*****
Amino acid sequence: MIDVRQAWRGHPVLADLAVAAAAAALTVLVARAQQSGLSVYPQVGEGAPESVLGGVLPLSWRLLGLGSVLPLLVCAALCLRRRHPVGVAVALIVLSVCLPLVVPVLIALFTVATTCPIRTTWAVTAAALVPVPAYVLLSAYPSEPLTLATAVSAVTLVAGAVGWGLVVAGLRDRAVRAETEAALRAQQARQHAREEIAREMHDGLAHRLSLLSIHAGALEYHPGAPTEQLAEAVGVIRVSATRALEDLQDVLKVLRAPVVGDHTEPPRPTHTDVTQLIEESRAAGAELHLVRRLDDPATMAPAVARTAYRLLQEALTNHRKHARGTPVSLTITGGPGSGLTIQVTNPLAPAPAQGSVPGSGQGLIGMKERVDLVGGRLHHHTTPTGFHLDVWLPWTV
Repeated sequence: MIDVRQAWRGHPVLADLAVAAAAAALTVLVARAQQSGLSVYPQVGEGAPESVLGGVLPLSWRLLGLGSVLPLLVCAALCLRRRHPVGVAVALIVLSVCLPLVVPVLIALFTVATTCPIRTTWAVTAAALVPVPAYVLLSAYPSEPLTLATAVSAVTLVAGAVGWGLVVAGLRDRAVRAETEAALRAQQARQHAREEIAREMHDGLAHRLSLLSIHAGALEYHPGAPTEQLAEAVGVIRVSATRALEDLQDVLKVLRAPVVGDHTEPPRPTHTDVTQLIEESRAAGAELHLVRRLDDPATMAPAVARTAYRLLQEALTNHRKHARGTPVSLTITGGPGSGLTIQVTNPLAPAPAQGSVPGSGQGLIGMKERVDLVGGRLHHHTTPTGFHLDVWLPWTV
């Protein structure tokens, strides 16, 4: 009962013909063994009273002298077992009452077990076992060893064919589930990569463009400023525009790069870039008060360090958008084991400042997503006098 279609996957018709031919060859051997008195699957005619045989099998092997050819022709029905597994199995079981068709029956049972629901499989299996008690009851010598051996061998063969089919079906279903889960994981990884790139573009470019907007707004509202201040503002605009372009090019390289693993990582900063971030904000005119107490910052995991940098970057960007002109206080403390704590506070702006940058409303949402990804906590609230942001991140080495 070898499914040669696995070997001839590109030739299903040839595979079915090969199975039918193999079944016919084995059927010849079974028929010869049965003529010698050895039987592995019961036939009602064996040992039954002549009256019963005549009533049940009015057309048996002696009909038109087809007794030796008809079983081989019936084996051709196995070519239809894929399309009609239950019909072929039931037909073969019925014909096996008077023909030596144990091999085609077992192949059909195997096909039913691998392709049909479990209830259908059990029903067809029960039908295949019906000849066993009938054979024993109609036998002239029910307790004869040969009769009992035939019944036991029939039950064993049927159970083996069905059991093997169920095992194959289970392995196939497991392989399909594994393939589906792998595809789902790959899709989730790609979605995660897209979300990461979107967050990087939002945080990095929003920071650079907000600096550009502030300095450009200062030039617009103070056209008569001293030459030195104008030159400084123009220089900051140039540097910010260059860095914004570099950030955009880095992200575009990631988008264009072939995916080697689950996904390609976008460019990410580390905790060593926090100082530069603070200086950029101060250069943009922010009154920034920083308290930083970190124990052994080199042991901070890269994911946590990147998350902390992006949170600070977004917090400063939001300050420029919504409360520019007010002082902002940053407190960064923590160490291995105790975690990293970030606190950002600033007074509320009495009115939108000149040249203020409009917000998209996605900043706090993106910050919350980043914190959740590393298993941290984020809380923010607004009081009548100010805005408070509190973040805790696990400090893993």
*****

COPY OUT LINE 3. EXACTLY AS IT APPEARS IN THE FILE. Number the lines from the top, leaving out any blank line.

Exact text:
């Protein structure tokens, strides 16, 4: 009962013909063994009273002298077992009452077990076992060893064919589930990569463009400023525009790069870039008060360090958008084991400042997503006098 279609996957018709031919060859051997008195699957005619045989099998092997050819022709029905597994199995079981068709029956049972629901499989299996008690009851010598051996061998063969089919079906279903889960994981990884790139573009470019907007707004509202201040503002605009372009090019390289693993990582900063971030904000005119107490910052995991940098970057960007002109206080403390704590506070702006940058409303949402990804906590609230942001991140080495 070898499914040669696995070997001839590109030739299903040839595979079915090969199975039918193999079944016919084995059927010849079974028929010869049965003529010698050895039987592995019961036939009602064996040992039954002549009256019963005549009533049940009015057309048996002696009909038109087809007794030796008809079983081989019936084996051709196995070519239809894929399309009609239950019909072929039931037909073969019925014909096996008077023909030596144990091999085609077992192949059909195997096909039913691998392709049909479990209830259908059990029903067809029960039908295949019906000849066993009938054979024993109609036998002239029910307790004869040969009769009992035939019944036991029939039950064993049927159970083996069905059991093997169920095992194959289970392995196939497991392989399909594994393939589906792998595809789902790959899709989730790609979605995660897209979300990461979107967050990087939002945080990095929003920071650079907000600096550009502030300095450009200062030039617009103070056209008569001293030459030195104008030159400084123009220089900051140039540097910010260059860095914004570099950030955009880095992200575009990631988008264009072939995916080697689950996904390609976008460019990410580390905790060593926090100082530069603070200086950029101060250069943009922010009154920034920083308290930083970190124990052994080199042991901070890269994911946590990147998350902390992006949170600070977004917090400063939001300050420029919504409360520019007010002082902002940053407190960064923590160490291995105790975690990293970030606190950002600033007074509320009495009115939108000149040249203020409009917000998209996605900043706090993106910050919350980043914190959740590393298993941290984020809380923010607004009081009548100010805005408070509190973040805790696990400090893993």